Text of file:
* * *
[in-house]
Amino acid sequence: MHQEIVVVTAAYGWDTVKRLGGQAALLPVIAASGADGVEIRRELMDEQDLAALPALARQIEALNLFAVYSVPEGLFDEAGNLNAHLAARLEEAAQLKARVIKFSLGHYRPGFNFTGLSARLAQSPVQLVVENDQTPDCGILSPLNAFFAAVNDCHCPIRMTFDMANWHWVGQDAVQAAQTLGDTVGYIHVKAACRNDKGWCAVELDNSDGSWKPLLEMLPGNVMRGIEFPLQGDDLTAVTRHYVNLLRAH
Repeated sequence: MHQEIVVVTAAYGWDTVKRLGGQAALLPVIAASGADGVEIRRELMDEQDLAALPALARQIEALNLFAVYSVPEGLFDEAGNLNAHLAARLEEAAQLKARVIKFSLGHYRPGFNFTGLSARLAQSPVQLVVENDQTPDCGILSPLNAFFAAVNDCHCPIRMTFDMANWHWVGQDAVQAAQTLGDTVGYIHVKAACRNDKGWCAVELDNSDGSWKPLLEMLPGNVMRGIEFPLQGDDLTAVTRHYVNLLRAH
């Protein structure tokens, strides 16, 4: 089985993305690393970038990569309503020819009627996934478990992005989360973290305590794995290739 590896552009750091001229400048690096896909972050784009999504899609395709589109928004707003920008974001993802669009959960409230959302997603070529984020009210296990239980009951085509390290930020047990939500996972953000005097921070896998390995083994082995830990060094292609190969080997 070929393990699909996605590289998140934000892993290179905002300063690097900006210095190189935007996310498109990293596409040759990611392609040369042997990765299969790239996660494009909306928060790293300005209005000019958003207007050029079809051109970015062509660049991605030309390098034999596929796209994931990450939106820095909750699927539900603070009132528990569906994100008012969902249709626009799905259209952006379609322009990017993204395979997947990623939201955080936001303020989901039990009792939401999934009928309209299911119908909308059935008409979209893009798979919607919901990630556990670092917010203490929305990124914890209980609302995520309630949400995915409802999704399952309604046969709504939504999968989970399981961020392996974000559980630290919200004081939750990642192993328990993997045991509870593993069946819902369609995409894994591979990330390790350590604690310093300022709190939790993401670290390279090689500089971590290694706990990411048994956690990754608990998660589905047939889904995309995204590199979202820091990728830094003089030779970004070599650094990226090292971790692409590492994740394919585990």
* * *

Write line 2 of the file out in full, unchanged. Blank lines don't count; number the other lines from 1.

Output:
Amino acid sequence: MHQEIVVVTAAYGWDTVKRLGGQAALLPVIAASGADGVEIRRELMDEQDLAALPALARQIEALNLFAVYSVPEGLFDEAGNLNAHLAARLEEAAQLKARVIKFSLGHYRPGFNFTGLSARLAQSPVQLVVENDQTPDCGILSPLNAFFAAVNDCHCPIRMTFDMANWHWVGQDAVQAAQTLGDTVGYIHVKAACRNDKGWCAVELDNSDGSWKPLLEMLPGNVMRGIEFPLQGDDLTAVTRHYVNLLRAH